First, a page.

The elderly population in India is second largest in the world, next only to China. This population which was 77 million according to the 2001 Census (7.5 per cent of the total population), is projected to increase to 137 in 2021. Population projections show that by 2050, the elderly population in India will surpass the population of children below 14 years. The proportion of people over 60 having reached above 7 per cent qualifies India as an ‘ageing’ country (as defined by the United Nations). Three-fourth of the elderly population lives in rural areas. Their annual growth rate is higher (3 per cent) as compared to the growth rate of the entire population (1.9 per cent).
In India, as in many other Asian countries, it had been taken for granted that families would be the most natural living environment for people of all ages including Older Adults. But the traditional family structure is undergoing drastic changes. Urbanisation, migration, industrialisation, women’s entry into labour force and many such social changes have steadily chipped away at the joint family system. Community and caste networks that sustained the elderly within family are also breaking down.
India, with a great deal of heterogeneity and diversity, has to face the challenge of ensuring that needs of Older Adults are adequately met especially with reference to their: health and nutrition; work and finance; security; property and housing; sensitization of family and community towards elderly issues; protection from neglect, violence and destitution (elder abuse); self-fulfilment; death with dignity. It is necessary that these are fulfilled as rights and not as charity.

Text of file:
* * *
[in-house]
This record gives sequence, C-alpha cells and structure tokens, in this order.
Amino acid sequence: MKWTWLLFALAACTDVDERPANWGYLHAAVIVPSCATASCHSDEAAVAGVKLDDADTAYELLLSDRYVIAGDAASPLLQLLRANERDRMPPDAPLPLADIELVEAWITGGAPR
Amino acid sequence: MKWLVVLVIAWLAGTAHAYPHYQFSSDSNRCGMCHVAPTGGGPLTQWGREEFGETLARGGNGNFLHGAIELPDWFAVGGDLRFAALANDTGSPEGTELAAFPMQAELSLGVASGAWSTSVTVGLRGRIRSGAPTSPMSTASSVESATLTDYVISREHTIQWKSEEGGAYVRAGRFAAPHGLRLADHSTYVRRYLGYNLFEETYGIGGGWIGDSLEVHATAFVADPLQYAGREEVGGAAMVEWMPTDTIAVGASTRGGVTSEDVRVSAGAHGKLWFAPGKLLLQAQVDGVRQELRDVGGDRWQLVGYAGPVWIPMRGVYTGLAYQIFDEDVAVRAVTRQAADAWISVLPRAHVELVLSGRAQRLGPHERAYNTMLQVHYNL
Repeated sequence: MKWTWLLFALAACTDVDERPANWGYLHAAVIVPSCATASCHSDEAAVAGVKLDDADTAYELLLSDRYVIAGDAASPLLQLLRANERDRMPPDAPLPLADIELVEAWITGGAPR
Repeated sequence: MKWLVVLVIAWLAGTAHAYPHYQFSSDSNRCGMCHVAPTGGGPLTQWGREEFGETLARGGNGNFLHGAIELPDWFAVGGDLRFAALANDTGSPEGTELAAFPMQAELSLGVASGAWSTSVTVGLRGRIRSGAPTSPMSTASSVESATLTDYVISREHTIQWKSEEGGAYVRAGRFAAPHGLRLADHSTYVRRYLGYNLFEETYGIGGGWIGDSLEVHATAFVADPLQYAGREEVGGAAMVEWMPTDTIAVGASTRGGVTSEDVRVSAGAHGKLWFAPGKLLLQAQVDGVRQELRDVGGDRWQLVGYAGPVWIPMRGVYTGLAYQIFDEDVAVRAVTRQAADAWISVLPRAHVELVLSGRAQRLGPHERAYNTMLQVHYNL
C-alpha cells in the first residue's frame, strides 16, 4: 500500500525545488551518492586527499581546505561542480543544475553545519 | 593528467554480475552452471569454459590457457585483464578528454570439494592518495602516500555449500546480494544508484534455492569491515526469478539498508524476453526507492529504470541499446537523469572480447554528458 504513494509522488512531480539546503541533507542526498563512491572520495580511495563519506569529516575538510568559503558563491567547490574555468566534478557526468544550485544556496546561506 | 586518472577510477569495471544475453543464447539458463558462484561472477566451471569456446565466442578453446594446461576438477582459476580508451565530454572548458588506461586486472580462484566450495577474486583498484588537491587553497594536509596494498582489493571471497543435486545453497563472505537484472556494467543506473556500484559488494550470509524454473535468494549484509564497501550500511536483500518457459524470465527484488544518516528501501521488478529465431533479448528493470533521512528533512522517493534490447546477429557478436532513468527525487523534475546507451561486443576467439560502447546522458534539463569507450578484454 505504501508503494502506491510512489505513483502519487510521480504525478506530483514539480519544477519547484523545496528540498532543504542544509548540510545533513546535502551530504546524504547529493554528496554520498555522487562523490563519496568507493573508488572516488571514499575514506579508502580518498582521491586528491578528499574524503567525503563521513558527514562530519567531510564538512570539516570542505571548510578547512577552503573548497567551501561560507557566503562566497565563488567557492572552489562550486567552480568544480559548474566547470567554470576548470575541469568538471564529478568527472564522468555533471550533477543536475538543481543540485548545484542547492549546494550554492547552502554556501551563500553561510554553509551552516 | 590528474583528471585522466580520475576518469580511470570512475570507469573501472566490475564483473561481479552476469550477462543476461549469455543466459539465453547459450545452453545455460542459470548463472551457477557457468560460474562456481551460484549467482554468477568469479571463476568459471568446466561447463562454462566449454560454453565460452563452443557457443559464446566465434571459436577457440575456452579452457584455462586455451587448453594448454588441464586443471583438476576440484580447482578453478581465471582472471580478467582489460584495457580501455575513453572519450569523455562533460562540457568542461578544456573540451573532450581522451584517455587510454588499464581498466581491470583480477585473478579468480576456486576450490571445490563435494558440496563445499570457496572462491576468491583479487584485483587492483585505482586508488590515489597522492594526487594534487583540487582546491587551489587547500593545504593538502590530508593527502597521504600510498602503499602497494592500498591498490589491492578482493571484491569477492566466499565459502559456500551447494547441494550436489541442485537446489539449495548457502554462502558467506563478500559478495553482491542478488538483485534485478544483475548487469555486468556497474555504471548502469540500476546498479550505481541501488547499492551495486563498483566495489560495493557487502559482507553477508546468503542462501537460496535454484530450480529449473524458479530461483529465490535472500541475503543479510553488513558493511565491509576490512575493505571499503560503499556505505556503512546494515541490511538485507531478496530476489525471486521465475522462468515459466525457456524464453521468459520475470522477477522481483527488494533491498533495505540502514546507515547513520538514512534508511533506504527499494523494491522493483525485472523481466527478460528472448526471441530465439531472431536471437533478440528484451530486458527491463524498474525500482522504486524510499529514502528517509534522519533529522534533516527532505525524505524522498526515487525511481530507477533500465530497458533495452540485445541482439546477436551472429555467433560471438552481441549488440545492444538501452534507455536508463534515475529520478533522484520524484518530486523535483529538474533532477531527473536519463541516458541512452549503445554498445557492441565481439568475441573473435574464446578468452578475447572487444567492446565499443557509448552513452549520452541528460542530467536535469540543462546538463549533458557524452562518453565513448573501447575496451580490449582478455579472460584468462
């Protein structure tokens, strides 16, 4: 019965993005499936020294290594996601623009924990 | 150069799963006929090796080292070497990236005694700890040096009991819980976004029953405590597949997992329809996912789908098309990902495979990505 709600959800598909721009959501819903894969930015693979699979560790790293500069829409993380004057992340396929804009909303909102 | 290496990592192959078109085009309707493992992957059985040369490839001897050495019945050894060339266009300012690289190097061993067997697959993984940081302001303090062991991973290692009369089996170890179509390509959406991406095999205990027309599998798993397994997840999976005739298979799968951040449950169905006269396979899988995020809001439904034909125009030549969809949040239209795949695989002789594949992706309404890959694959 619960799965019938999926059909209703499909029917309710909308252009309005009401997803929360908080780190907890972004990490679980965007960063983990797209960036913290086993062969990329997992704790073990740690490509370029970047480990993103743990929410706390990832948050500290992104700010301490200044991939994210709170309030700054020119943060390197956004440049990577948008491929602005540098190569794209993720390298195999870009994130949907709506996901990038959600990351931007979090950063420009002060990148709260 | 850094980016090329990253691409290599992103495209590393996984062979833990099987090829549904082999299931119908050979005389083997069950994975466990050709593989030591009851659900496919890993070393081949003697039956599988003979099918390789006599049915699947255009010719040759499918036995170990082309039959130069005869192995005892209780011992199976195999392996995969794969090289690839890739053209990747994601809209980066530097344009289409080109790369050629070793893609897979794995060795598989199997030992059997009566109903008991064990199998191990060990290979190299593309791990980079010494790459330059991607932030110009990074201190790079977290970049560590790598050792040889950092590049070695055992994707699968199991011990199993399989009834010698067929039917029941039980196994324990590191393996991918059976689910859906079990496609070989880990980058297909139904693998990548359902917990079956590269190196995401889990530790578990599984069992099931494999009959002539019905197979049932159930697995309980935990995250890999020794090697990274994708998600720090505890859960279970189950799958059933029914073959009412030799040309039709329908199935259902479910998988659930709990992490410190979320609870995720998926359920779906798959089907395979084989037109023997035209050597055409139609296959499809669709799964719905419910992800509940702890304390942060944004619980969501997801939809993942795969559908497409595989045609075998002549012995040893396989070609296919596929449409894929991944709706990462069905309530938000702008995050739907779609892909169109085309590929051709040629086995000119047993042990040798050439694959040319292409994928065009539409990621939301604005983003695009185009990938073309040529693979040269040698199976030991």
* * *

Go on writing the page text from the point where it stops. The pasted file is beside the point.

In fact, today, Older Adults demand that society should not only ensure independence and participation, but also provide care, fulfilment and dignity. Limited understanding of factors influencing their quality of life is largely responsible for Older Adults being denied a dignified existence. After all, the last stage of life holds as much potential for growth and development as earlier stages.
The Human Rights framework in this course will be taught through the concepts of dignity and justice that identify and acknowledge, stereotypes regarding the elderly, familial biases, social myths and cultural faults. By identifying, these students can understand the issues at hand and develop a perspective on pursuing change in the attitude of society as well as advocate for governmental action to defend the dignity of the Older Adult.
Goals and Objectives
Goals of the Diploma Programme in Gerontology
To prepare learners for interdisciplinary practice with older adults and their families while providing professional leadership in the field of Gerontology.
To generate a trained cadre of functionaries for effective intervention based on a Human Rights perspective for enhancing the ‘Quality of Life’ of Older Adults.
Objectives of the Diploma Programme in Gerontology
The Educational Objectives are as follows:
To offer a comprehensive interdisciplinary ‘rights-based’ perspective in the field of gerontology
To inculcate a holistic understanding of the biological, social, political and economic issues involved in working with Older Adults
To impart the necessary attitudes and skills for making effective interventions in the field of Gerontology.